Thursday, October 15, 2009

Inertia works against collective action

"Government is not reason; it is not eloquence; it is force. Like fire, it is a dangerous servant and a fearful master." - George Washington.

We commonly hear claims like "Someone should do something!" or "There ought to be a law ...". Before a government agency runs off and tries to save the world, we need to consider something very important: static inertia works against action, especially collective action. What I mean is, it is hard to change the "at rest" state of things. It is also hard to make things different from the way things are now, unless the intent is that we all just let go and let things return to the "at rest" state. Put in more basic terms, it is always harder to effectively do something, than not.

This concept is not new. It is common sense that it takes resources and work to keep things organized. In science, the concept is called entropy, which is the tendency for ordered things to become disorganized. In political philosophy, the concept ultimate "at rest" state would be anarchy. I think of the difficulties of public policy related to working against anarchy as overcoming social entropy.

What this means is that for every public policy proposal, we have to think beyond the intended goal. There must be controls for enactment, enforcement, efficacy, and efficiency.

Enactment is about policy become reality, being instantiated. Typically this is begun by legislative action. Zero-based budgeting and funding is generally considered but not always (see the modern US Congress). How do we pay for policy x? Generally public revenues are in the form of taxes or fees or penalties.

Taxes themselves are of course a form of public policy and suffer from the same provisos against government action. I suggest the least obnoxious form of taxation is a consumption tax on complementary goods should be the starting point (and ending point) for all public expenditure. An excellent example would be a gasoline tax dedicated to public highway construction and maintenance.

Enforcement is where things can get really sticky. The two main reasons for this are:
1) unintended consequences - Think of how other things are affected indirectly: will people spend less or save less? Will they become less self-reliant? Will we unwittingly reward immoral or illegal behavior?
2) enforcement as its own end instead of means. Think of the county sheriff who is under pressure to fund local government with traffic and parking ticket quotas. Or the seizure of real property tangential to a crime for the funding of government budgets.

Quality measures like efficacy and efficiency are also important and frequently overlooked. Efficacy is about how well things work as planned and designed. An illustrative example here is mandatory education: do we have more or fewer people with secondary school educations entering the workforce (notice I did not say diplomas) than we might have had otherwise? Unintended consequences come into play here as well. Efficiency is about optimum outlay of resources during the execution of the policy itself. Think of the idea behind competitive bidding.

All four of these ideas are given short shrift in public policy debates. If we critically assess with honesty most congressional acts, state agencies and even local ordinances, we would find they are of questionable value, at best, and many are simply not worth it.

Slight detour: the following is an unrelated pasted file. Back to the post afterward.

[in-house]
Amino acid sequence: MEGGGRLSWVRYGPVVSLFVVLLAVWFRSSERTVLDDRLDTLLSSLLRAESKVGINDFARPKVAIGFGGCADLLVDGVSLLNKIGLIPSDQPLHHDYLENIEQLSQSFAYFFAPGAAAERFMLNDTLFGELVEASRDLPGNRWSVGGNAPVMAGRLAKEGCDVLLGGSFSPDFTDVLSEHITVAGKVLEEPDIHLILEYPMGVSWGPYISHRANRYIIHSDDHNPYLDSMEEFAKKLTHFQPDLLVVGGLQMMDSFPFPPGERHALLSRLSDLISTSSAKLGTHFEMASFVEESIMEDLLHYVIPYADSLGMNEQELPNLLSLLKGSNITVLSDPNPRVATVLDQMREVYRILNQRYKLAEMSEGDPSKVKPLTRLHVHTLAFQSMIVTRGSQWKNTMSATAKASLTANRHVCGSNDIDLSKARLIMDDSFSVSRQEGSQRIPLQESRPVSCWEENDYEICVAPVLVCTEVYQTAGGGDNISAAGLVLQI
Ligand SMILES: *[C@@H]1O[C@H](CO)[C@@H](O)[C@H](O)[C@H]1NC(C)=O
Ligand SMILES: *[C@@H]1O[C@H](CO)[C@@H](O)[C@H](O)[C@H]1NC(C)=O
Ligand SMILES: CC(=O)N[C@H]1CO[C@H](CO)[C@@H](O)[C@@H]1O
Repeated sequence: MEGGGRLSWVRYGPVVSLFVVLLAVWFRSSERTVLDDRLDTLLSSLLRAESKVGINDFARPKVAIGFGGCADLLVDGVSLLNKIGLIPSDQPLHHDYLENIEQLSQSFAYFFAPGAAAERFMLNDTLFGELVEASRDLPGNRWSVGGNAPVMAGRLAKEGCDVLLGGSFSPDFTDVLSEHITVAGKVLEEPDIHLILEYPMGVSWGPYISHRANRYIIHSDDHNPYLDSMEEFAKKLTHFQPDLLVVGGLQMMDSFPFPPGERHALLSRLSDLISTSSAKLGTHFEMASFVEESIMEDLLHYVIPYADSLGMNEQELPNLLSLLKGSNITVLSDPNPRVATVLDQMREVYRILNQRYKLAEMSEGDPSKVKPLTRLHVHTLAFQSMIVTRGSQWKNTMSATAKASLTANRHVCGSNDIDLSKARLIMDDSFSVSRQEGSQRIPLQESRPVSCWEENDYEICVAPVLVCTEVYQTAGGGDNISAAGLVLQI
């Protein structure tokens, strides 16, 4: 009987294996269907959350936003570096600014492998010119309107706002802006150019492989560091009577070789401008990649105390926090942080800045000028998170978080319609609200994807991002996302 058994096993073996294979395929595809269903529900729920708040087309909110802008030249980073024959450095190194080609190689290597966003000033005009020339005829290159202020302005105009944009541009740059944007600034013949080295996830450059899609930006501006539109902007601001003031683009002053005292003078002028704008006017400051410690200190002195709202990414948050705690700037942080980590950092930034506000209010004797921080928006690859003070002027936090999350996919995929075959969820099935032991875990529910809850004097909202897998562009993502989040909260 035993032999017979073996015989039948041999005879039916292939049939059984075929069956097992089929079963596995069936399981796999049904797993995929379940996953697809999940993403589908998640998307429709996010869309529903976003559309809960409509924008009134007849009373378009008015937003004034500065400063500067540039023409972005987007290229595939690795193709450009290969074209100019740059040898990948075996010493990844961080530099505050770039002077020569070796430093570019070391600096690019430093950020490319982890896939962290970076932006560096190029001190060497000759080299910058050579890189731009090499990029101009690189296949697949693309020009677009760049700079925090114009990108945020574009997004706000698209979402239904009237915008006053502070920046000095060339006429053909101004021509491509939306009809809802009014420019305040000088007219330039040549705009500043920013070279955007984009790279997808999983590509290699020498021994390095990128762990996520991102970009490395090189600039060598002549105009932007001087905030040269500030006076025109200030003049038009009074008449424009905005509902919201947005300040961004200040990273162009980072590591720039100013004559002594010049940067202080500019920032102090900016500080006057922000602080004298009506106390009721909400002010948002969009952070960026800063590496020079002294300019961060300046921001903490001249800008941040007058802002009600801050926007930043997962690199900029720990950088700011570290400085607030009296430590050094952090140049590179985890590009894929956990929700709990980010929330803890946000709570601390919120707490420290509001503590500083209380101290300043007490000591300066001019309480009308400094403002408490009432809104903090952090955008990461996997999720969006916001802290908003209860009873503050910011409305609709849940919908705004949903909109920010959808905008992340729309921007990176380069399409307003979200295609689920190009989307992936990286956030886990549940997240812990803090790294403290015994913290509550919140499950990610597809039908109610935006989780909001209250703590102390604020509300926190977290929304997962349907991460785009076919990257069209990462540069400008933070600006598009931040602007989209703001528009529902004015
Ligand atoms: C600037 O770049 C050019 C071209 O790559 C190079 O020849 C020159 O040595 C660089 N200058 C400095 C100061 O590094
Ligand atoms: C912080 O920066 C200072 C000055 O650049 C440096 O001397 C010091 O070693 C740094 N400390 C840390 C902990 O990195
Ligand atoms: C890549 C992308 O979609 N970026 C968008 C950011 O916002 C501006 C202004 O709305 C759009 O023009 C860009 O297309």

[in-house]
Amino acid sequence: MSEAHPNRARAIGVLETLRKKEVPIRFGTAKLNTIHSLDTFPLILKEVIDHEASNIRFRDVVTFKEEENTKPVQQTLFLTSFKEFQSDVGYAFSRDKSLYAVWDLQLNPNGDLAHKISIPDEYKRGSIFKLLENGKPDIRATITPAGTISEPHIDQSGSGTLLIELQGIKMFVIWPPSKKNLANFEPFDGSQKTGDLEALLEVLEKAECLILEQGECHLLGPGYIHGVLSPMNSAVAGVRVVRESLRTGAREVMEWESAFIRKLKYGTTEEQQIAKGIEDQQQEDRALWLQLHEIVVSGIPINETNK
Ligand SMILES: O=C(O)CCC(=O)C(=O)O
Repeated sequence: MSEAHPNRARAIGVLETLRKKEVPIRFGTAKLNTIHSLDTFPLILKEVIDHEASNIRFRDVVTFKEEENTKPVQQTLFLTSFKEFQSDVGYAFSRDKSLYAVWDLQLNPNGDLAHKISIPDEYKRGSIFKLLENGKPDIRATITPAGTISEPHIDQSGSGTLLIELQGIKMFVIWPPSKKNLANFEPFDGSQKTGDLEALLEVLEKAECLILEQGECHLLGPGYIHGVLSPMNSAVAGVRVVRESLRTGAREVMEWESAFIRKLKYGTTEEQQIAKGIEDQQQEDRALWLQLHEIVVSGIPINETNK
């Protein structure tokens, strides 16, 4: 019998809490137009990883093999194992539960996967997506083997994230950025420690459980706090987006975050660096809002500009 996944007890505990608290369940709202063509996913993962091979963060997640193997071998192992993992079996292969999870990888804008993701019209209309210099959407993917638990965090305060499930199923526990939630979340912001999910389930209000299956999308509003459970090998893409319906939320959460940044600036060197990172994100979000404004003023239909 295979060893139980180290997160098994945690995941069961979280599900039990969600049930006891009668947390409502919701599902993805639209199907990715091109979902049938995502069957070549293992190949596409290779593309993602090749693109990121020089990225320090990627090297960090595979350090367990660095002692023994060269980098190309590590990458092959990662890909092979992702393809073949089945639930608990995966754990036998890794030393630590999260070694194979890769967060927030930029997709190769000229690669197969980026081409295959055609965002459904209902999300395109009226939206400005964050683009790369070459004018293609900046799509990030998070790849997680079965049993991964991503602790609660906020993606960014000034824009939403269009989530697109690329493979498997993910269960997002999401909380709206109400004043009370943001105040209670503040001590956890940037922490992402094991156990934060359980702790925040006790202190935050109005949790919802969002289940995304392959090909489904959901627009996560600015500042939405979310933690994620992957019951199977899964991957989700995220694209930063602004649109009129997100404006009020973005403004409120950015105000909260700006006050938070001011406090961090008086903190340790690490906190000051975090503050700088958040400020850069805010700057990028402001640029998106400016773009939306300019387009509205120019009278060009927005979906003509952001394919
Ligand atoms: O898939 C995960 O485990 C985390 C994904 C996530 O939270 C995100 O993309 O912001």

Wednesday, September 2, 2009

John Mackey on the right path

John Mackey, CEO of Whole Foods Market, recently wrote an OP/ED piece in the Wall Street Journal touting some health insurance reforms. In that piece, he hit upon the major issue with the current administration's approach to health care reform:

"Many promoters of health care reform believe that people have an intrinsic ethical right to health care-to universal and equal access to doctors, medicines, and hospitals. While all of us can empathize with those who are sick, how can we say that all people have any more of an intrinsic right to health care than they have an intrinsic right to food, clothing, owning their own homes, a car or a personal computer? Health care is a service which we all need at some point in our lives, but just like food, clothing, and shelter it is best provided through voluntary and mutually-beneficial market exchanges rather than through government mandates. A careful reading of both The Declaration of Independence and the Constitution will not reveal any intrinsic right to health care, food or shelter, because there isn’t any. This “right” has never existed in America."

Mr. Mackey is right on. The first sentence of the quote frames the issue correctly. And he explains why, to those who believe in the "intrinsic ethical right" of health care, in terms of feasibility and formality this idea should be a non-starter. Of course these truths will not convince most on the left to abandon ideas like single-payer or universal coverage.

The more basic problem with thinking that health care is a right is that this concept is based on a moral or ethical ideal rather than an essential principle of reality. People will tend to operate for self-interest first, then worry about everything else (including cooperative or collective ideals) later. This is a reality many simply ignore, because they really, really want to believe in the ideal, reality aside. This idealism is just as misplaced here, as is it for those who advocate prohibitions against alcohol and other drugs. People will want to do what they will, no matter how bad Ted Kennedy or Richard Nixon wishes it were otherwise.